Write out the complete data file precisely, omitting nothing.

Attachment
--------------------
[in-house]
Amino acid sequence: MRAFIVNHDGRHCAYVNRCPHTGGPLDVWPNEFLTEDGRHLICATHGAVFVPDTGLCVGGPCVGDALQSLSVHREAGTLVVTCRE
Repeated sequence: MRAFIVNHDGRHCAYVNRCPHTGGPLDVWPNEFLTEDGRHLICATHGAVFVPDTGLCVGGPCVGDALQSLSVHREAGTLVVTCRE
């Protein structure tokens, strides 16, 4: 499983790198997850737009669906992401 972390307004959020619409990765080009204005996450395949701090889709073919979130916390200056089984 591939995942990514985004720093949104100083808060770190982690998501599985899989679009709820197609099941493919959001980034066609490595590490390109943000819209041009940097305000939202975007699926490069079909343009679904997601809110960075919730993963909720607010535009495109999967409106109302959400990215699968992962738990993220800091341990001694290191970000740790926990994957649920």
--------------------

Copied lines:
[in-house]
Amino acid sequence: MRAFIVNHDGRHCAYVNRCPHTGGPLDVWPNEFLTEDGRHLICATHGAVFVPDTGLCVGGPCVGDALQSLSVHREAGTLVVTCRE
Repeated sequence: MRAFIVNHDGRHCAYVNRCPHTGGPLDVWPNEFLTEDGRHLICATHGAVFVPDTGLCVGGPCVGDALQSLSVHREAGTLVVTCRE
């Protein structure tokens, strides 16, 4: 499983790198997850737009669906992401 972390307004959020619409990765080009204005996450395949701090889709073919979130916390200056089984 591939995942990514985004720093949104100083808060770190982690998501599985899989679009709820197609099941493919959001980034066609490595590490390109943000819209041009940097305000939202975007699926490069079909343009679904997601809110960075919730993963909720607010535009495109999967409106109302959400990215699968992962738990993220800091341990001694290191970000740790926990994957649920």